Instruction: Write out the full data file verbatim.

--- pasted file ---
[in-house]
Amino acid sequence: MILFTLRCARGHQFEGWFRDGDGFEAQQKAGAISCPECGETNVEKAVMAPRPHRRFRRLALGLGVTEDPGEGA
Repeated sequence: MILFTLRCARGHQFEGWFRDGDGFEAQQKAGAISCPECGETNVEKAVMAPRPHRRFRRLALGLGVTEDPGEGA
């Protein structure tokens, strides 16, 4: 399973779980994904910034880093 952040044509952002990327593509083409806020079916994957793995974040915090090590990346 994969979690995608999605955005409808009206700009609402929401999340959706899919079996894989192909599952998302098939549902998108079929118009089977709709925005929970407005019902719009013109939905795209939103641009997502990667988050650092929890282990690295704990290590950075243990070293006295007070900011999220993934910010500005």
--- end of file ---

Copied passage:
[in-house]
Amino acid sequence: MILFTLRCARGHQFEGWFRDGDGFEAQQKAGAISCPECGETNVEKAVMAPRPHRRFRRLALGLGVTEDPGEGA
Repeated sequence: MILFTLRCARGHQFEGWFRDGDGFEAQQKAGAISCPECGETNVEKAVMAPRPHRRFRRLALGLGVTEDPGEGA
């Protein structure tokens, strides 16, 4: 399973779980994904910034880093 952040044509952002990327593509083409806020079916994957793995974040915090090590990346 994969979690995608999605955005409808009206700009609402929401999340959706899919079996894989192909599952998302098939549902998108079929118009089977709709925005929970407005019902719009013109939905795209939103641009997502990667988050650092929890282990690295704990290590950075243990070293006295007070900011999220993934910010500005």